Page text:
Birth Control Blues

by | September 22, 2011
filed under Feminism, Politics, Sex-Ed

Every night at exactly 8:55, my phone sounds an alarm and a crying baby ringtone reminds me to take my birth control. I don’t know when (or if) I plan on having children; all I know is that I don’t want any right now. So I trust my hopes and future plans (my life as I know it) to a little pill. Imagine my anxiety when I heard a major birth control supplier was issuing a recall due to a packaging error.

Gradually my racing pulse returned to normal as I learned that my brand was not affected, and that the packaging error was easy to detect. But this brush with unexpected pregnancy got me thinking about the pill and my reliance on it. It reminded me of a poem by Joyce Stevens about why she is part of the women’s liberation movement, one of her reasons being that “we still can’t get an adequate safe contraceptive but men can walk on the moon.”

That poem was published in 1975, and not much seems to have changed. The pill was revolutionary when it was first developed in the 1960’s, and it continues to be essential still, but this can’t be the best we can do.

Of course there are alternatives, but they really aren’t a far cry from the pill. It seems if we are to avoid pregnancy, we must pick our poison. I know someone who conceived a child while using Nuva Ring. I know someone who felt sick all the time while using Yaz. I know people who experienced agonizing uterine contractions and ongoing pain after the insertion of an IUD. I know someone, a non-smoker, who suffered a blood clot.

This, of course, is only anecdotal, but these stories are part of the world in which I live and make my decisions. What are we supposed to do? Even women who want or already have children need a safe way to manage when and how many they have.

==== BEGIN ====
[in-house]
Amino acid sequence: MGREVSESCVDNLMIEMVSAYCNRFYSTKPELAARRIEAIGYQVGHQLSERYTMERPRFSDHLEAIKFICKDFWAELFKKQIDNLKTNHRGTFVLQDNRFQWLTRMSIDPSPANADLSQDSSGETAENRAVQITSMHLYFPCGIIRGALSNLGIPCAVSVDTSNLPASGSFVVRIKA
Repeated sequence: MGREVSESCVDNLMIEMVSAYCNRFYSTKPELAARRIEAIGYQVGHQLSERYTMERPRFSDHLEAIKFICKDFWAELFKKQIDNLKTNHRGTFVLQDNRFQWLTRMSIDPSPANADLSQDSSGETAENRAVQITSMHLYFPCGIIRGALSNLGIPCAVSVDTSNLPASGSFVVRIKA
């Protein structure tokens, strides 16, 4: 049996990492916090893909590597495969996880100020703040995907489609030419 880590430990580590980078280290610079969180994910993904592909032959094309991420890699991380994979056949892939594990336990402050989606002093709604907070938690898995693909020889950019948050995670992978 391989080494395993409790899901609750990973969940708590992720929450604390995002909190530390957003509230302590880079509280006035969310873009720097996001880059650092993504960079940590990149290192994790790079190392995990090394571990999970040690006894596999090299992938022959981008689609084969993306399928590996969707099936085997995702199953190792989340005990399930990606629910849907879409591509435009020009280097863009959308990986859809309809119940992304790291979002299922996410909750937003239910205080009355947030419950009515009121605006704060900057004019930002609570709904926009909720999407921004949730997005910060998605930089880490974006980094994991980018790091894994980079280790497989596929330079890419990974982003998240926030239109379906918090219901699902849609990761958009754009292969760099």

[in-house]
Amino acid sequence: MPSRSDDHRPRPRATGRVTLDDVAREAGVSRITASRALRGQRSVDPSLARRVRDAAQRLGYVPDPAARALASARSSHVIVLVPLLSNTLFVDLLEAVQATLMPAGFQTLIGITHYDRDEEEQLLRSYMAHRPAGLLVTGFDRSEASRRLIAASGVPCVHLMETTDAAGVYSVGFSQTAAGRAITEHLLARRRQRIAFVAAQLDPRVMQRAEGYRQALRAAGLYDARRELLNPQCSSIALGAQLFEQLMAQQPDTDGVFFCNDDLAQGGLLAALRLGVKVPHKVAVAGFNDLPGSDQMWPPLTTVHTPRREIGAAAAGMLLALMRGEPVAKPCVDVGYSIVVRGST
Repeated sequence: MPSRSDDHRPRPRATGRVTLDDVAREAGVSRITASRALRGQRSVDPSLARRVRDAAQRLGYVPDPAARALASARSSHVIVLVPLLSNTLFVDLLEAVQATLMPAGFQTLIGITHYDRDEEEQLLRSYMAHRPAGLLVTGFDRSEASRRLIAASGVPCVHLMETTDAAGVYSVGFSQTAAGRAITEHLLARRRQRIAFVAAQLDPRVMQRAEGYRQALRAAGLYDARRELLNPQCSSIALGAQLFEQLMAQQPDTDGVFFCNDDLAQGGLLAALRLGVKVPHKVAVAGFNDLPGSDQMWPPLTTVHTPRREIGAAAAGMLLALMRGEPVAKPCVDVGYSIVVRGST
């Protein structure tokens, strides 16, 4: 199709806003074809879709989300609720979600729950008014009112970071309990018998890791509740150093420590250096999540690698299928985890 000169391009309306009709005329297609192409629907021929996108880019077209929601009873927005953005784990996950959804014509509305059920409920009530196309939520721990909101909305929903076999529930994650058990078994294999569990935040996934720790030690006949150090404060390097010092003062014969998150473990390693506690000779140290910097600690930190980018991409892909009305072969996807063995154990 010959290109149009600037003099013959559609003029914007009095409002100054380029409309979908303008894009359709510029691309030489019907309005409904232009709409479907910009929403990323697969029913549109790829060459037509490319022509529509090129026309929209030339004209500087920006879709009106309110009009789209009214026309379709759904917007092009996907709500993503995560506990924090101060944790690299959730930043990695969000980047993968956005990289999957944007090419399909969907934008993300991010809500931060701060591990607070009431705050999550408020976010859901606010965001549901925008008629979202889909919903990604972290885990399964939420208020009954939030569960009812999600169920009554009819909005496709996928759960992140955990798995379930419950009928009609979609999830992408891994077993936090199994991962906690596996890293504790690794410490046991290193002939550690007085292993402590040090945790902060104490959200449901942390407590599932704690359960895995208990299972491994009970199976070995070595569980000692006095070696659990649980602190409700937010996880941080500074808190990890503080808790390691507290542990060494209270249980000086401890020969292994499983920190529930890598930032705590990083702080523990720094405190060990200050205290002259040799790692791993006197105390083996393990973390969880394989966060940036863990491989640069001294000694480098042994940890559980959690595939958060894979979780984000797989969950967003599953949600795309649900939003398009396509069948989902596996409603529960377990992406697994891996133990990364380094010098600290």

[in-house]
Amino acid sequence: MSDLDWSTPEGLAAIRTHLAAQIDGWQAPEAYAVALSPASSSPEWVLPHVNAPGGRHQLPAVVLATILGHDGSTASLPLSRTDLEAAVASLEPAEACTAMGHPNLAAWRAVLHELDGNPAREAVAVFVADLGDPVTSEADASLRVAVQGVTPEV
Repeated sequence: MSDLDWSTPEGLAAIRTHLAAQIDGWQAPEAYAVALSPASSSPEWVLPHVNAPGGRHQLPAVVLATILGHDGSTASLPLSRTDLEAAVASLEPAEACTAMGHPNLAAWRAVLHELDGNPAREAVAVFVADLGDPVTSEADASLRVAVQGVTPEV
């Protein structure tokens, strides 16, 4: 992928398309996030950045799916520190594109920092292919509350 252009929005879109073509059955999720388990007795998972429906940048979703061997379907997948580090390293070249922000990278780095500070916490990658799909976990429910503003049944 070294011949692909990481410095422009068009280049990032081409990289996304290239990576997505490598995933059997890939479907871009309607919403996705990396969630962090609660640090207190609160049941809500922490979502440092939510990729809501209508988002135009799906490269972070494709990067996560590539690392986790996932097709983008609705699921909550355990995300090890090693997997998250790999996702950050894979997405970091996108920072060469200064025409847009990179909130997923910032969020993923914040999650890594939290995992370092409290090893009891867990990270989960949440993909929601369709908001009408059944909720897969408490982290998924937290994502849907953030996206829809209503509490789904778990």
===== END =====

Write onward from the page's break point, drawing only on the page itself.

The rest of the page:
I heard about a safe and reasonably effective method called the “Billings” method (named after the scientists who discovered it, not the city in Montana) from Vancouver-based sexuality coach Kim Anami. The method involves examining your cervix for subtle changes in fertility over the course of a month. It is awesomely free of carcinogens and artificial hormones, but it is terrifyingly reliant on me to determine when I am ovulating.  That is not a safe enough bet.

Forcing women to choose between having children until they hit menopause VS constantly obsessing and worrying about whether their ovaries are going to sabotage their future plans VS ingesting carcinogens in the form of menopause pills does not sound like a 21st century solution to family planning. Is it so much to ask that I be able to have sex any time I want without having to worry about myself getting pregnant?

Unfortunately this luxury is only afforded to men, and that is probably the reason we’re still using disco-era birth control. Yes, there are men who are devoted partners and caring fathers, but pregnancy’s ramifications fall mostly on women. With that in mind, birth control advances beyond those for convenience are apparently not an important focus for research.

It seems in this and many other areas, we are stuck in the past and now with hormone replacement therapies we can solve it. I’d better get myself a record player and some bell bottoms to complement this vintage lifestyle. Then the next time there’s a recall, we can all listen to some ABBA together while we wait to see if we’re pregnant.